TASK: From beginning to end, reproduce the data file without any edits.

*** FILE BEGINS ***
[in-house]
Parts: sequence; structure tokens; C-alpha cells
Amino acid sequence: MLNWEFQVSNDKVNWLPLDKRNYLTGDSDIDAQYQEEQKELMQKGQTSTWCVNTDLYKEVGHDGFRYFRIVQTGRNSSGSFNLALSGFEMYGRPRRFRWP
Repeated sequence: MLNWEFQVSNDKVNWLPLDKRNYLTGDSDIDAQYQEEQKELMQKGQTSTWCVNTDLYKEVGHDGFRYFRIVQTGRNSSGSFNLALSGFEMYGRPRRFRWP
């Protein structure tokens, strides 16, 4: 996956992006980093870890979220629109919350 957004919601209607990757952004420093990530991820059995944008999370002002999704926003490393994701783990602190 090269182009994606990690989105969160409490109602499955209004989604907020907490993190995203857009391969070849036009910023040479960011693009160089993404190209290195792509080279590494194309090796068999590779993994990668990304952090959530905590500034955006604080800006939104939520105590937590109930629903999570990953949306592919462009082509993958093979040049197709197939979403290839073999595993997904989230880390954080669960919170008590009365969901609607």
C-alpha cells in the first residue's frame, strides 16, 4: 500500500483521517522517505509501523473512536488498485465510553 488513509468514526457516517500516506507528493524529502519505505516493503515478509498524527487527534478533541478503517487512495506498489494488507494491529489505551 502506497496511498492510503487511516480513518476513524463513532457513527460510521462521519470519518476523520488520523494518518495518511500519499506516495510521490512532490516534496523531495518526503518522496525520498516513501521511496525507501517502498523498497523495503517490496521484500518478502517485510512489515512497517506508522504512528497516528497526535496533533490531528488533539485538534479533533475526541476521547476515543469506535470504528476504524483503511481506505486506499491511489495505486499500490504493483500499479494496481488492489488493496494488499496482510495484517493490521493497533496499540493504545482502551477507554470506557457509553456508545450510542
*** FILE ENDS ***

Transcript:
[in-house]
Parts: sequence; structure tokens; C-alpha cells
Amino acid sequence: MLNWEFQVSNDKVNWLPLDKRNYLTGDSDIDAQYQEEQKELMQKGQTSTWCVNTDLYKEVGHDGFRYFRIVQTGRNSSGSFNLALSGFEMYGRPRRFRWP
Repeated sequence: MLNWEFQVSNDKVNWLPLDKRNYLTGDSDIDAQYQEEQKELMQKGQTSTWCVNTDLYKEVGHDGFRYFRIVQTGRNSSGSFNLALSGFEMYGRPRRFRWP
């Protein structure tokens, strides 16, 4: 996956992006980093870890979220629109919350 957004919601209607990757952004420093990530991820059995944008999370002002999704926003490393994701783990602190 090269182009994606990690989105969160409490109602499955209004989604907020907490993190995203857009391969070849036009910023040479960011693009160089993404190209290195792509080279590494194309090796068999590779993994990668990304952090959530905590500034955006604080800006939104939520105590937590109930629903999570990953949306592919462009082509993958093979040049197709197939979403290839073999595993997904989230880390954080669960919170008590009365969901609607």
C-alpha cells in the first residue's frame, strides 16, 4: 500500500483521517522517505509501523473512536488498485465510553 488513509468514526457516517500516506507528493524529502519505505516493503515478509498524527487527534478533541478503517487512495506498489494488507494491529489505551 502506497496511498492510503487511516480513518476513524463513532457513527460510521462521519470519518476523520488520523494518518495518511500519499506516495510521490512532490516534496523531495518526503518522496525520498516513501521511496525507501517502498523498497523495503517490496521484500518478502517485510512489515512497517506508522504512528497516528497526535496533533490531528488533539485538534479533533475526541476521547476515543469506535470504528476504524483503511481506505486506499491511489495505486499500490504493483500499479494496481488492489488493496494488499496482510495484517493490521493497533496499540493504545482502551477507554470506557457509553456508545450510542